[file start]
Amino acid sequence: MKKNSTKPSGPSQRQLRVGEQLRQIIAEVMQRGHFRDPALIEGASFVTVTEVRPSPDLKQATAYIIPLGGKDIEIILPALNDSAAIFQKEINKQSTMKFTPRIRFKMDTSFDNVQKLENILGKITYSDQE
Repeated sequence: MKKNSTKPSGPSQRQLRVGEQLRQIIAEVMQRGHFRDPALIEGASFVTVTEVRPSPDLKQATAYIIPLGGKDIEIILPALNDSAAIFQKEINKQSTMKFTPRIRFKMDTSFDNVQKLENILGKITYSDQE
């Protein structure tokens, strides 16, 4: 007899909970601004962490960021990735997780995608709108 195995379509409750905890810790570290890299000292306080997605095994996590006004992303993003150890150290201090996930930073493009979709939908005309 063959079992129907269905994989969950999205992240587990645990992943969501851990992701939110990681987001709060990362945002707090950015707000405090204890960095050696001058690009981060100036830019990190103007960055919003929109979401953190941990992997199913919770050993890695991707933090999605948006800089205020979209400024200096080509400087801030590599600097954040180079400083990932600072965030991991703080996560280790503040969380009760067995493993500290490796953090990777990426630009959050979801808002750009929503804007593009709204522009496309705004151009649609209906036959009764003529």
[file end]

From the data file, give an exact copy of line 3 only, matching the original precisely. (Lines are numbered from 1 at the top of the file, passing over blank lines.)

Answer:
């Protein structure tokens, strides 16, 4: 007899909970601004962490960021990735997780995608709108 195995379509409750905890810790570290890299000292306080997605095994996590006004992303993003150890150290201090996930930073493009979709939908005309 063959079992129907269905994989969950999205992240587990645990992943969501851990992701939110990681987001709060990362945002707090950015707000405090204890960095050696001058690009981060100036830019990190103007960055919003929109979401953190941990992997199913919770050993890695991707933090999605948006800089205020979209400024200096080509400087801030590599600097954040180079400083990932600072965030991991703080996560280790503040969380009760067995493993500290490796953090990777990426630009959050979801808002750009929503804007593009709204522009496309705004151009649609209906036959009764003529």